I have a very early memory of masses of snowdrops under a large tree. It must be a memory of before I was five years old as we moved from that house in Mainsforth, County Durham to another in Teesdale when I was five. In our new home, in the northern Pennines, I remember the snow in winter, and how the little snowdrops would force their way through lying snow and give us a hopeful sign that Spring was on its way.
I am so pleased that even in Manchester, close to St Chrysostom’s Church I see snowdrops. They not only connect me with earlier scenes in life, they also remain for me a sign of hope.
Many Christians of the past, and indeed many of different cultures today, connect the rhythm of the seasons with the telling of their faith. Snowdrops have, in Britain, been closely associated with Candlemas, the Feast of the Presentation of Jesus Christ into the Temple (February 2nd). This is the day when Simeon took the child in his arms and proclaimed him a light to the world, and Anna proclaimed his glory.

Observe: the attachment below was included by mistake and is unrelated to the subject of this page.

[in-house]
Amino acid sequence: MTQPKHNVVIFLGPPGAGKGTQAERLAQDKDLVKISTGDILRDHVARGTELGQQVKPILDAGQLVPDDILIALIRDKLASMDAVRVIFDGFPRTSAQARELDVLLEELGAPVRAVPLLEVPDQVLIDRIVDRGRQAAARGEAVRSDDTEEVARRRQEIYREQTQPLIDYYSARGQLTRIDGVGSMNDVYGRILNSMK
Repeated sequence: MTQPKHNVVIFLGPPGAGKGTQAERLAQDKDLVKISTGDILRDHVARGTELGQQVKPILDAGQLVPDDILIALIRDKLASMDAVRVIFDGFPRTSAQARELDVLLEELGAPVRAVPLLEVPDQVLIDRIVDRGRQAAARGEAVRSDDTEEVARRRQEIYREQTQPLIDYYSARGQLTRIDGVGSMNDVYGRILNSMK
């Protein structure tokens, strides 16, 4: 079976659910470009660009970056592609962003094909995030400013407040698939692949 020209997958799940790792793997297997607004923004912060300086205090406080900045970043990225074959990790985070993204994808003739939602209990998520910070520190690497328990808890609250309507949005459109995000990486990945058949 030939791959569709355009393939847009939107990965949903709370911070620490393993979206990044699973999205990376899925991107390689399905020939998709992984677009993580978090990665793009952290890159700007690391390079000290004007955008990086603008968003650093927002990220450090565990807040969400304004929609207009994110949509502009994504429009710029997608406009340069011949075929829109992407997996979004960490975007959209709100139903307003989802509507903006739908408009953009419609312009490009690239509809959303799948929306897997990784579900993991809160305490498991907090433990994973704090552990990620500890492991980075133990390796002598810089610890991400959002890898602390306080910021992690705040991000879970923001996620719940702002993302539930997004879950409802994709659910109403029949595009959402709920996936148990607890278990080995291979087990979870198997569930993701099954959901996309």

A poem An Early Calendar of English Flowers has the lines;
The Snowdrop, purest white arraie, First rears her hede on Candlemas daie.
And in early sixteenth century Scotland at Melrose Abbey the monks believed the snowdrop bloomed on February 2nd in memory of Mary. Snowdrops were often placed at Mary’s statue on February 2nd.
Many Christian feasts have layers of meaning, and many rich symbols, stories and legends associated with them. We do well to remember them and share them. By these means deep truths or religious feelings are often offered and conveyed. At Candlemas the lighting of candles, and the blooming of the snowdrops offer signs of light and hope in times of cold and darkness.